In March building permits fell to a record low level and construction of new homes plummeted again following a February gain which raised hopes of recovery.

On Thursday the Commerce Department said construction of new homes and apartments dropped 10.8 percent last month to a seasonally adjusted annual rate of 510,000 units. It's the second-lowest rate since the 1940s. January's 488,000 pace remains the post-war low.

The decline was worse than economists had expected and February activity also was revised lower. That is more evidence that the steep slump in housing, which was a major factor triggering the current recession, has yet to run its course.

According to the report, building permit applications fell in March by 9 percent to an annual rate of 513,000 units. That was lower than the 550,000 rate that economists had expected. Permits for single-family homes fell 7.4% to a 361,000 annual rate, the second-lowest on record.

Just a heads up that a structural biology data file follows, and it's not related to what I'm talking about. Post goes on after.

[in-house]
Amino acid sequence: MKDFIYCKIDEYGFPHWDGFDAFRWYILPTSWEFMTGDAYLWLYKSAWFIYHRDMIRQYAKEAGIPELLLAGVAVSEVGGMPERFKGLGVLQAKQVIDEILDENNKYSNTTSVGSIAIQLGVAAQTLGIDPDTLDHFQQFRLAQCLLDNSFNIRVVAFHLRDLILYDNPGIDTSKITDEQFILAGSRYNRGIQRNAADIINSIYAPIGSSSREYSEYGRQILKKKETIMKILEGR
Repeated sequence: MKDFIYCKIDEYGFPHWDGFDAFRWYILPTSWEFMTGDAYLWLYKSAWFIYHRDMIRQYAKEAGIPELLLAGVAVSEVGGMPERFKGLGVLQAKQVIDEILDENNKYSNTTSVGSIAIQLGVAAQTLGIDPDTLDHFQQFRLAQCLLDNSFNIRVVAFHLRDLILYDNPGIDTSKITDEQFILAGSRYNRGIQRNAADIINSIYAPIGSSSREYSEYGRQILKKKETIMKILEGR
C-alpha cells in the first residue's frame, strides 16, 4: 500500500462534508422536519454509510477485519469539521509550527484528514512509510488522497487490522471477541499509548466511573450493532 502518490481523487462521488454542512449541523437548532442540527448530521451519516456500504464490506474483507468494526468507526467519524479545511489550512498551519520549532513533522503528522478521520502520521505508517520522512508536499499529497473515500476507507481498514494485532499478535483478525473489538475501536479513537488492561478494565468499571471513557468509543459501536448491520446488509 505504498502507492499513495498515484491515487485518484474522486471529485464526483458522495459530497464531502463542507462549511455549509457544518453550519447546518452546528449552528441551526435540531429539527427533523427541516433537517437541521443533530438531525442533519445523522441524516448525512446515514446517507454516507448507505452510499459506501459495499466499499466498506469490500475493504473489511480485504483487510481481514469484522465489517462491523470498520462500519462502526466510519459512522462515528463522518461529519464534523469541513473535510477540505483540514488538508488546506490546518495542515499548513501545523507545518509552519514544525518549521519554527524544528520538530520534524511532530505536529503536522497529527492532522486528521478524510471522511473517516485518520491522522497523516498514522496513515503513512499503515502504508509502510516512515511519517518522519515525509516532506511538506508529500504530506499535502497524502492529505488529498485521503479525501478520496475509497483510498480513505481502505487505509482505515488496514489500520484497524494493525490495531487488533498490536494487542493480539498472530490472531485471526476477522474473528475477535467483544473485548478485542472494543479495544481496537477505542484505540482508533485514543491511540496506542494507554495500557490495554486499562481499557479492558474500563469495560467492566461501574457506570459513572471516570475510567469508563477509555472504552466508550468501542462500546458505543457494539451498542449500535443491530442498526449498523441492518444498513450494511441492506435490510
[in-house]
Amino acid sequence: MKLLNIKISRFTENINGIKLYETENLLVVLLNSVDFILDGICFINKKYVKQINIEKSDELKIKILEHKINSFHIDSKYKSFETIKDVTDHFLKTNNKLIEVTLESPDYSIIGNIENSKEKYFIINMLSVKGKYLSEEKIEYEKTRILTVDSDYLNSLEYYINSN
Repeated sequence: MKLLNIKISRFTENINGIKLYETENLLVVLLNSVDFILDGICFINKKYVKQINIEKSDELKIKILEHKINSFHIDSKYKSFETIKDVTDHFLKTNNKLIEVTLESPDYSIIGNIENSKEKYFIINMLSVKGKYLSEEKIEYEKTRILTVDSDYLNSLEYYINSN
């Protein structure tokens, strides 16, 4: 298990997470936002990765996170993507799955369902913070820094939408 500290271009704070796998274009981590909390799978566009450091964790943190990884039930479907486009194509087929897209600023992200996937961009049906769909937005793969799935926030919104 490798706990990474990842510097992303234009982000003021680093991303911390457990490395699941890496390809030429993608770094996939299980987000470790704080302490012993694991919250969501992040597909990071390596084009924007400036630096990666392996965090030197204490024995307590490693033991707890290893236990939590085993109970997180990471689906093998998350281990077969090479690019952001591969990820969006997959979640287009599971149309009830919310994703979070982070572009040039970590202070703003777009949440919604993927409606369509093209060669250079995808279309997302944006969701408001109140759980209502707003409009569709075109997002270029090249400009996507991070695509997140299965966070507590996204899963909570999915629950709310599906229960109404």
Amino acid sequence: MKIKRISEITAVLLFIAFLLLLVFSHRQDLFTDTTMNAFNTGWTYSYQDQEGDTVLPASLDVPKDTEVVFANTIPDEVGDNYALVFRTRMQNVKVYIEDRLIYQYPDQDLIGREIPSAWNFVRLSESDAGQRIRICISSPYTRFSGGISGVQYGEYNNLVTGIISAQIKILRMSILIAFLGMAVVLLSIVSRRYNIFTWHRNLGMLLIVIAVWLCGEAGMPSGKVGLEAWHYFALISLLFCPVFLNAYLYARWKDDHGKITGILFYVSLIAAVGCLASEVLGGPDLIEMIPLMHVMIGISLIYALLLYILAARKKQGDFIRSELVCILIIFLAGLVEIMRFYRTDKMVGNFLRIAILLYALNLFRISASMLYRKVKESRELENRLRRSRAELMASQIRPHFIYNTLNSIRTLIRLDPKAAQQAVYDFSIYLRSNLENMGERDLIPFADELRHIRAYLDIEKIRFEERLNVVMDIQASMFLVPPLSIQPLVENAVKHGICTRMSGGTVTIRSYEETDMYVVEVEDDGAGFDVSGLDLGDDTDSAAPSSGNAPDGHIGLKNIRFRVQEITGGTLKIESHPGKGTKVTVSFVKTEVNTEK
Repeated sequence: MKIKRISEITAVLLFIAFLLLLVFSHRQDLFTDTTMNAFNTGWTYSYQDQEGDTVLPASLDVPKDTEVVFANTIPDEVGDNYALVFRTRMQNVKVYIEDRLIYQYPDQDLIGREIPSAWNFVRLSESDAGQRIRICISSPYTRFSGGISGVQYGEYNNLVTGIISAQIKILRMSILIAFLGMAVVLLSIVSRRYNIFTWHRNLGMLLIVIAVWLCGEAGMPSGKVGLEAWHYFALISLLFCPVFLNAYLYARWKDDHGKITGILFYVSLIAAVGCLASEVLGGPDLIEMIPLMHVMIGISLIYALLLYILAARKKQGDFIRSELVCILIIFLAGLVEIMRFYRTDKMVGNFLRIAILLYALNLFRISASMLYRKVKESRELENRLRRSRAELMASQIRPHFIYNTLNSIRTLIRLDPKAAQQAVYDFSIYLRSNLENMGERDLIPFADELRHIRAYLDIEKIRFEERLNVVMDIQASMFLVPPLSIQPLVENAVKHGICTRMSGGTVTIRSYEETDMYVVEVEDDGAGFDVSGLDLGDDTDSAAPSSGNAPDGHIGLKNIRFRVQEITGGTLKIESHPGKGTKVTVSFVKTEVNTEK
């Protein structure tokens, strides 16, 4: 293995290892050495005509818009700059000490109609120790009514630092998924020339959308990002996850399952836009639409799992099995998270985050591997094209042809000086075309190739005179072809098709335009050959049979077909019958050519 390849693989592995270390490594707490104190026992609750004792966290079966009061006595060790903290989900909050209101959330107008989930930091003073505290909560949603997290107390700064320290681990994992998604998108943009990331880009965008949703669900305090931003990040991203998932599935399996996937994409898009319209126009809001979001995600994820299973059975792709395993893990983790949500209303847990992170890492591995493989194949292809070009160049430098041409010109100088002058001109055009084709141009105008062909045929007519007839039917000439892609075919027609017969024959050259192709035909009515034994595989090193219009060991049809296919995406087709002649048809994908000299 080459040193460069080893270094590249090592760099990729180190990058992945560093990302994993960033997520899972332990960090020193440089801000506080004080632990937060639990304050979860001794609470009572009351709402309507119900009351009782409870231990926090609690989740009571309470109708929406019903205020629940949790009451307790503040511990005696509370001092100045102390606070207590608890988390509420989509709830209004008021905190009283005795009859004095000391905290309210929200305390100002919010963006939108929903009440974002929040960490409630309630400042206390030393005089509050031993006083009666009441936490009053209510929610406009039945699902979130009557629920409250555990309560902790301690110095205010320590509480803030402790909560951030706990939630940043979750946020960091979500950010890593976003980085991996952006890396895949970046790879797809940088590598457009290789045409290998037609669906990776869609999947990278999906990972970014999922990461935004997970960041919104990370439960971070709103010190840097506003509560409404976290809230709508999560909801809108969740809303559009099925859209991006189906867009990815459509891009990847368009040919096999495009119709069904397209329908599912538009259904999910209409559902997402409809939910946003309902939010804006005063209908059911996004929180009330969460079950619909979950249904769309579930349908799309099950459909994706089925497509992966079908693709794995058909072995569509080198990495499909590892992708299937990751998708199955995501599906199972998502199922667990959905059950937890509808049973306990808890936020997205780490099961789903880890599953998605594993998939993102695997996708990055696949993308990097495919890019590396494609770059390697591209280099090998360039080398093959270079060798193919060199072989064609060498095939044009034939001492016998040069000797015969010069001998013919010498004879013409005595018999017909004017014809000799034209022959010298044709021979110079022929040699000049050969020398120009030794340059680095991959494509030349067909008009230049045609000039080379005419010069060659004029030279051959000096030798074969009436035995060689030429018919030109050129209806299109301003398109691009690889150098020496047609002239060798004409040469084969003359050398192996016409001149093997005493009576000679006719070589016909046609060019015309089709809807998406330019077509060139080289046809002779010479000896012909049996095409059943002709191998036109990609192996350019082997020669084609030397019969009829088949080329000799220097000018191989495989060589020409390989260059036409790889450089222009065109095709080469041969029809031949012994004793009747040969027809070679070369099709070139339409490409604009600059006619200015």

In April the mood of home builders improved, but however remained gloomy, according to reports from The National Association of Home Builders.

The government has cautioned that its monthly housing data is volatile and is subject to large sampling and other statistical errors. In most months, the government can't be sure whether housing construction increased or decreased. In March, for instance, the standard error for starts was plus or minus 11.6%. Large revisions are common.

It can take four months for a new trend in housing starts to emerge from the data. In the past four months, housing starts have averaged 532,000 annualized, down from 568,000 in the four months ending in February, according to MarketWatch reports.

The trade association said that despite being near to its historically low levels, the trade association said the index rose five points to 14, its highest reading since October.